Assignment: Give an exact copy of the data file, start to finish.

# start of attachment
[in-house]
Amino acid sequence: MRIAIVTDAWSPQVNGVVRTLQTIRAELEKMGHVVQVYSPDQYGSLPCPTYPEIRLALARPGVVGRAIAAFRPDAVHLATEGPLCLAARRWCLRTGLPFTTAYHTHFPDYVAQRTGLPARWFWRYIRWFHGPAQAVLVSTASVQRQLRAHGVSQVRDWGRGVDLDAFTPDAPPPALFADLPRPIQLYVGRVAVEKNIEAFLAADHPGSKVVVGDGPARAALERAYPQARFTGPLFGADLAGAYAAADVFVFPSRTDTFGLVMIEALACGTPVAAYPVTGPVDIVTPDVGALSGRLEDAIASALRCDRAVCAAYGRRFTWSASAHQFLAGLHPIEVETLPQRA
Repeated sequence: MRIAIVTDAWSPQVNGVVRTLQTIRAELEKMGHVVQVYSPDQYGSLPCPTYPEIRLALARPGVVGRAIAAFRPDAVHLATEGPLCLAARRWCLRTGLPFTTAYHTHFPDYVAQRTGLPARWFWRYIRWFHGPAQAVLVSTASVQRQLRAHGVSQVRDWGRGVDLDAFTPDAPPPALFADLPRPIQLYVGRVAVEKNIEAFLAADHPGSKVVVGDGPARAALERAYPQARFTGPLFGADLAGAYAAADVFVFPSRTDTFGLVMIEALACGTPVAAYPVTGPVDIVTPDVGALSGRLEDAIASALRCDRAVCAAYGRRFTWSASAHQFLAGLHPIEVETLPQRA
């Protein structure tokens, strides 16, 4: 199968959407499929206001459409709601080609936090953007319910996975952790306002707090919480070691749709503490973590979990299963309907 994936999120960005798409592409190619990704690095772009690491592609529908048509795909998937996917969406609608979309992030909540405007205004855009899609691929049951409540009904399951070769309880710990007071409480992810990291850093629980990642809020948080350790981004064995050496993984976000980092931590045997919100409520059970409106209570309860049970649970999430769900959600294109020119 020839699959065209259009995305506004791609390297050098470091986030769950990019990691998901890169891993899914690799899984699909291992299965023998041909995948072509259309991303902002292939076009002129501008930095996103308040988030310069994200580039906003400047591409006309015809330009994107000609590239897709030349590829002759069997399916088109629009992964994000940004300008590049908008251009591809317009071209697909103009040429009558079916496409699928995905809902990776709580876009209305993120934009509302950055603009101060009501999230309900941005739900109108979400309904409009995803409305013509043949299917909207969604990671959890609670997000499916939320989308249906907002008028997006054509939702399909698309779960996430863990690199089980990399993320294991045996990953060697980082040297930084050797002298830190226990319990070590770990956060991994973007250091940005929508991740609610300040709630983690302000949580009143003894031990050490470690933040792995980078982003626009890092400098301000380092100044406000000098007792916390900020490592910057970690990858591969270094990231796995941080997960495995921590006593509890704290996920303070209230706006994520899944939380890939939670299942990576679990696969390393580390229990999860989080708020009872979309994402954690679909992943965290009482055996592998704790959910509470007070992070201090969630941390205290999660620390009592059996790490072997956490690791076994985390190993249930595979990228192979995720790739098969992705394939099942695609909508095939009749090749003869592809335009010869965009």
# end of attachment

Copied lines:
[in-house]
Amino acid sequence: MRIAIVTDAWSPQVNGVVRTLQTIRAELEKMGHVVQVYSPDQYGSLPCPTYPEIRLALARPGVVGRAIAAFRPDAVHLATEGPLCLAARRWCLRTGLPFTTAYHTHFPDYVAQRTGLPARWFWRYIRWFHGPAQAVLVSTASVQRQLRAHGVSQVRDWGRGVDLDAFTPDAPPPALFADLPRPIQLYVGRVAVEKNIEAFLAADHPGSKVVVGDGPARAALERAYPQARFTGPLFGADLAGAYAAADVFVFPSRTDTFGLVMIEALACGTPVAAYPVTGPVDIVTPDVGALSGRLEDAIASALRCDRAVCAAYGRRFTWSASAHQFLAGLHPIEVETLPQRA
Repeated sequence: MRIAIVTDAWSPQVNGVVRTLQTIRAELEKMGHVVQVYSPDQYGSLPCPTYPEIRLALARPGVVGRAIAAFRPDAVHLATEGPLCLAARRWCLRTGLPFTTAYHTHFPDYVAQRTGLPARWFWRYIRWFHGPAQAVLVSTASVQRQLRAHGVSQVRDWGRGVDLDAFTPDAPPPALFADLPRPIQLYVGRVAVEKNIEAFLAADHPGSKVVVGDGPARAALERAYPQARFTGPLFGADLAGAYAAADVFVFPSRTDTFGLVMIEALACGTPVAAYPVTGPVDIVTPDVGALSGRLEDAIASALRCDRAVCAAYGRRFTWSASAHQFLAGLHPIEVETLPQRA
């Protein structure tokens, strides 16, 4: 199968959407499929206001459409709601080609936090953007319910996975952790306002707090919480070691749709503490973590979990299963309907 994936999120960005798409592409190619990704690095772009690491592609529908048509795909998937996917969406609608979309992030909540405007205004855009899609691929049951409540009904399951070769309880710990007071409480992810990291850093629980990642809020948080350790981004064995050496993984976000980092931590045997919100409520059970409106209570309860049970649970999430769900959600294109020119 020839699959065209259009995305506004791609390297050098470091986030769950990019990691998901890169891993899914690799899984699909291992299965023998041909995948072509259309991303902002292939076009002129501008930095996103308040988030310069994200580039906003400047591409006309015809330009994107000609590239897709030349590829002759069997399916088109629009992964994000940004300008590049908008251009591809317009071209697909103009040429009558079916496409699928995905809902990776709580876009209305993120934009509302950055603009101060009501999230309900941005739900109108979400309904409009995803409305013509043949299917909207969604990671959890609670997000499916939320989308249906907002008028997006054509939702399909698309779960996430863990690199089980990399993320294991045996990953060697980082040297930084050797002298830190226990319990070590770990956060991994973007250091940005929508991740609610300040709630983690302000949580009143003894031990050490470690933040792995980078982003626009890092400098301000380092100044406000000098007792916390900020490592910057970690990858591969270094990231796995941080997960495995921590006593509890704290996920303070209230706006994520899944939380890939939670299942990576679990696969390393580390229990999860989080708020009872979309994402954690679909992943965290009482055996592998704790959910509470007070992070201090969630941390205290999660620390009592059996790490072997956490690791076994985390190993249930595979990228192979995720790739098969992705394939099942695609909508095939009749090749003869592809335009010869965009």